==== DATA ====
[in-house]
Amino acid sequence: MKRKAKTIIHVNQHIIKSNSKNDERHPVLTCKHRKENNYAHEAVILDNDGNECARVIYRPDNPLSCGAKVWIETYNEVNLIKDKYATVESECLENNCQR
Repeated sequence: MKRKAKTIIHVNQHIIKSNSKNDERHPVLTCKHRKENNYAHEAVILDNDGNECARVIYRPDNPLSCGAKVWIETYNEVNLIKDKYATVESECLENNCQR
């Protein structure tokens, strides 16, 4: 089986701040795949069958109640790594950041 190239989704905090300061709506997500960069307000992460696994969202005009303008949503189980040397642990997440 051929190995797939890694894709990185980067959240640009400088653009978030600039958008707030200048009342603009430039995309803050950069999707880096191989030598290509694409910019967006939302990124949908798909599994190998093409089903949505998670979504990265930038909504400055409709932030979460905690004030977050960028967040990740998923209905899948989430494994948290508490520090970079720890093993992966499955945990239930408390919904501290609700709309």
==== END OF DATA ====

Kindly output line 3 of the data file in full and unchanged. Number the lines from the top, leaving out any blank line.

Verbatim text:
Repeated sequence: MKRKAKTIIHVNQHIIKSNSKNDERHPVLTCKHRKENNYAHEAVILDNDGNECARVIYRPDNPLSCGAKVWIETYNEVNLIKDKYATVESECLENNCQR